Santorum Concerned Over Trump Presidency - Opposing Views

Santorum Concerned Over Trump Presidency

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Rick Santorum, a former Republican senator and long-time backer of President Donald Trump, said on Aug. 21 that he has concerns about Trump's presidency.

Santorum stated that Trump's response to the violence at a rally involving white supremacists and neo-Nazis in Charlottesville, Virginia, had raised questions, according to Raw Story.

"He's got a window of opportunity to try to right the ship here, obviously tonight he's going to try to do that with [a prime time speech on] Afghanistan," Santorum told CNN in an interview. "He's got to … start showing that he can govern and can bring people together to get things done."

Santorum made his comments on the same day that Trump returned to Washington after his 17-day working vacation.

"Heading back to Washington after working hard and watching some of the worst and most dishonest fake news reporting I have ever seen," Trump wrote in an Aug. 20 tweet, according to NPR.

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Trump has been accused of defending neo-Nazis during his vacation when he blamed the Charlottesville violence on "both sides" and stated that there were "very fine people" among the white supremacist demonstrators.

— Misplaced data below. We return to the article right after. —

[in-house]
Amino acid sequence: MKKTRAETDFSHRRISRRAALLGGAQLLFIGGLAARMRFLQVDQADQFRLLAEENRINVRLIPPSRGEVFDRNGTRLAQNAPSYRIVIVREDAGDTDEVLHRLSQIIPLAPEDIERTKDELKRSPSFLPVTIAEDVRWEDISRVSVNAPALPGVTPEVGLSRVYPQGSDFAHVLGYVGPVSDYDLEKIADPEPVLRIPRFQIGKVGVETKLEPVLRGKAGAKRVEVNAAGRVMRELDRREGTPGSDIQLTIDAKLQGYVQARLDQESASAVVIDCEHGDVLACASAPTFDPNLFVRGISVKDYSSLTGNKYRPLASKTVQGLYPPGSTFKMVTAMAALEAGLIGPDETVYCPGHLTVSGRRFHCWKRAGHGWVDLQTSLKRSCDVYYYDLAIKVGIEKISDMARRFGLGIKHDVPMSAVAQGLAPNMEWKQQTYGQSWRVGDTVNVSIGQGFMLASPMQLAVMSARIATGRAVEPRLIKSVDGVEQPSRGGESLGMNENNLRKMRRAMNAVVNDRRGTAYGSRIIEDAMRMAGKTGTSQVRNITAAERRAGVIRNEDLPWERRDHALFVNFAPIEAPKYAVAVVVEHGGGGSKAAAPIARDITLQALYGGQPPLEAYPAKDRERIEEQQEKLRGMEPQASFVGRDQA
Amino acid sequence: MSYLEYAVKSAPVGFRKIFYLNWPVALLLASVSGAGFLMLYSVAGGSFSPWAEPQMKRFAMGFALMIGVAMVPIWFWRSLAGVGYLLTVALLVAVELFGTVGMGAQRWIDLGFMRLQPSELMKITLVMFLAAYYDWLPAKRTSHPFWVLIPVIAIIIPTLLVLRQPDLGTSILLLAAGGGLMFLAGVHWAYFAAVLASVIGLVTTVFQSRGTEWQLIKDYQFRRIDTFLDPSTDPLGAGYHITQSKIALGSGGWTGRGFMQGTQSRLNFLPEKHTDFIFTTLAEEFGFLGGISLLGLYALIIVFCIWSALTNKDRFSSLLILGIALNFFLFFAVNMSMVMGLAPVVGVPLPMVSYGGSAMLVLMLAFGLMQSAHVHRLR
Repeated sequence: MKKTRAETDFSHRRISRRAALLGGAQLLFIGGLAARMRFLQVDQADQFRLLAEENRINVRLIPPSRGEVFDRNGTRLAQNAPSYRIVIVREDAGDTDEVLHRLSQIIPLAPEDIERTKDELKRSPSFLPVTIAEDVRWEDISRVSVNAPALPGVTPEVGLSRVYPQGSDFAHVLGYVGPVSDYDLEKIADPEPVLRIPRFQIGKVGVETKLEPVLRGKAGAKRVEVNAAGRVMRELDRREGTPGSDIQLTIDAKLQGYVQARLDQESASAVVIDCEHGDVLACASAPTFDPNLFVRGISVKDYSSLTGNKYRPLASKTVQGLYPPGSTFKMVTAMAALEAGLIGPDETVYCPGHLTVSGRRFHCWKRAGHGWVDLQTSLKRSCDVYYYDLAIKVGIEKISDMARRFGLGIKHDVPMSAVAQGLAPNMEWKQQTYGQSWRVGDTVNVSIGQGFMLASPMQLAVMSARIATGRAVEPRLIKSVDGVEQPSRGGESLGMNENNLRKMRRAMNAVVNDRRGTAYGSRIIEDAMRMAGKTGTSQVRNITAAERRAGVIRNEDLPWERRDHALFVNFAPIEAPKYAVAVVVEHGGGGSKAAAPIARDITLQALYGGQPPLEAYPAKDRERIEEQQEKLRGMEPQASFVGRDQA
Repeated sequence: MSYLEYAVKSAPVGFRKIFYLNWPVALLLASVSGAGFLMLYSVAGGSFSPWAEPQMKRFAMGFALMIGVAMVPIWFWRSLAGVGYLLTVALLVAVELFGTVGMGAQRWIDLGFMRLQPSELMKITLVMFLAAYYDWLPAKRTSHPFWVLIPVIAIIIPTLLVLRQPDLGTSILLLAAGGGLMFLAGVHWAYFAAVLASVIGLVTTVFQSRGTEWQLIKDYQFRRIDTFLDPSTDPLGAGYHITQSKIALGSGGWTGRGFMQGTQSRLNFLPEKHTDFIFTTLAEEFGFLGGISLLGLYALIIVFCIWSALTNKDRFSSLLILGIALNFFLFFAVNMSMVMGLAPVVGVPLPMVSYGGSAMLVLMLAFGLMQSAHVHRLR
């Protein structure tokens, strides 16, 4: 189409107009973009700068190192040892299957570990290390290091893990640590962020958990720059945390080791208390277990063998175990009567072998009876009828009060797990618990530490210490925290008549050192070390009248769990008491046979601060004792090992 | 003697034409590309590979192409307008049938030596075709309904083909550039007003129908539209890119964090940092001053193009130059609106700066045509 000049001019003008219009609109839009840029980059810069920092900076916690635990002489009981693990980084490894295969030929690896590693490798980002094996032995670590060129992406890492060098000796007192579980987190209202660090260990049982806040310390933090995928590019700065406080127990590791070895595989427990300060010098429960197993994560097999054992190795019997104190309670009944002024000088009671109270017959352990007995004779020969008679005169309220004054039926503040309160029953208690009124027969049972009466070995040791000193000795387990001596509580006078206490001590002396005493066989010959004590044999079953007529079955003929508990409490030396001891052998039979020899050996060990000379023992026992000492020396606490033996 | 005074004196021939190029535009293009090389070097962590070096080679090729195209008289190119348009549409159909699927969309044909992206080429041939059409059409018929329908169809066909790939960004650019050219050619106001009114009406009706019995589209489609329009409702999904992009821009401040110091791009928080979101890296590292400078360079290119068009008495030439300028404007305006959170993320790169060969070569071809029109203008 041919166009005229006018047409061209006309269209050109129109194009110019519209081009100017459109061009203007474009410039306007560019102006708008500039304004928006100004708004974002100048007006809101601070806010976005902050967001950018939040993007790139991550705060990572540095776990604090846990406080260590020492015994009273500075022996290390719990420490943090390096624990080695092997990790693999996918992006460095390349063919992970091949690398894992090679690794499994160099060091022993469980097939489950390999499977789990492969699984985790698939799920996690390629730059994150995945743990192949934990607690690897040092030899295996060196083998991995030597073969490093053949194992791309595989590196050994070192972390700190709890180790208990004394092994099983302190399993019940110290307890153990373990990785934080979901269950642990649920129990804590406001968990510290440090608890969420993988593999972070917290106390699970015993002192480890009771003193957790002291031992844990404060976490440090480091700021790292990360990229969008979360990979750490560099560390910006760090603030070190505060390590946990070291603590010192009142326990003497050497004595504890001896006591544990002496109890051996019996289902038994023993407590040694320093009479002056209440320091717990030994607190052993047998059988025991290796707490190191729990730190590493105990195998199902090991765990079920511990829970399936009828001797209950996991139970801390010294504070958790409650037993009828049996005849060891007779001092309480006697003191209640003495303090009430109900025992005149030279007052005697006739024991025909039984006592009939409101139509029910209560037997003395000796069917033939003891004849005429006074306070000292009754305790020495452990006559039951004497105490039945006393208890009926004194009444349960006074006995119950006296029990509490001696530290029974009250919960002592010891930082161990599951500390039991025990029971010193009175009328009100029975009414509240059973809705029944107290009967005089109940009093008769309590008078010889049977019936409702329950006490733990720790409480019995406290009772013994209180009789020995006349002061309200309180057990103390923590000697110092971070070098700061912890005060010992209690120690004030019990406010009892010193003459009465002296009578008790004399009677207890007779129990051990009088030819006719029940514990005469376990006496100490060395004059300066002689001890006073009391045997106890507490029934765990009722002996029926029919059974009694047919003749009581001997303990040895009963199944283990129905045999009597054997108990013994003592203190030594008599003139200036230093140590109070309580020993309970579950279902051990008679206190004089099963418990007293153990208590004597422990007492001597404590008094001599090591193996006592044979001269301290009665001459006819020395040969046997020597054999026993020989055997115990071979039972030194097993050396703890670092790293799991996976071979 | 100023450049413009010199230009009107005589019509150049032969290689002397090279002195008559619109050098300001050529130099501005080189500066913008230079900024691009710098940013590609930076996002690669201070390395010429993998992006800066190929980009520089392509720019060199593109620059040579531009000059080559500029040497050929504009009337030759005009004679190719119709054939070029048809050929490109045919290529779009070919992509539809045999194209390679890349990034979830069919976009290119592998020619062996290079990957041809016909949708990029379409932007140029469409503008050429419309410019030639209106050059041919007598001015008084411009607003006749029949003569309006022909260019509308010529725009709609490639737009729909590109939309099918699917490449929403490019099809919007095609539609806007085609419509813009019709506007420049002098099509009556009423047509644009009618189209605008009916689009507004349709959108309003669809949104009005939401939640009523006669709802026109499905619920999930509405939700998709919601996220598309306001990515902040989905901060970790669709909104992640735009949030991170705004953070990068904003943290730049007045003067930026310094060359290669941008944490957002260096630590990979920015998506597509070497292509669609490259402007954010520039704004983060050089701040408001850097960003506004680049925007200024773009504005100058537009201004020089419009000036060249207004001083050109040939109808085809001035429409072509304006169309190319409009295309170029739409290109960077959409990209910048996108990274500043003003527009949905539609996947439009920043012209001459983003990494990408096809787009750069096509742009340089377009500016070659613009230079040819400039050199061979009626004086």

Corporate CEOs reacted to Trump's comments by stepping down from their positions on White House advisory boards.

Following a large demonstration in Boston on Aug. 19 against far-right protesters, Trump took a different stance than a week earlier.

"I want to applaud the many protesters in Boston who are speaking out against bigotry and hate," tweeted Trump on Aug. 19. "Our country will soon come together as one."

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Changes have taken place in the White House during Trump's vacation. Stephen Bannon, Trump's former chief strategist, left his position on Aug. 18 by mutual consent with the president's chief of staff, retired General John Kelly.

Trump prepared for his speech on Afghanistan by meeting with Defense Secretary James Mattis and other leading military figures at Camp David on Aug. 18.

But the issue of Charlottesville could quickly return as Trump plans to hold a campaign rally in phoenix on Aug. 22. The city's democratic Mayor Greg Stanton has complained about the plan.

"I am disappointed that President Trump has chosen to hold a campaign rally as our nation is still healing from the tragic events in Charlottesville," Stanton stated.

Stanton alleged that Trump could use the rally as an occasion to announce a pardon for former Maricopa County Sheriff Joe Arpaio, who faces up to six months in jail for ignoring a court order to stop immigration patrols.

Arpaio is a Trump supporter and the president, when asked about Arpaio's case on Fox News, indicated he was considering pardoning him.

"It will be clear his true intent is to enflame emotions and further divide our nation," added Stanton.

Sources: Raw Story, NPR / Featured Image: Gage Skidmore/Flickr / Embedded Images: Gage Skidmore/Flickr, Donald J. Trump/Twitter

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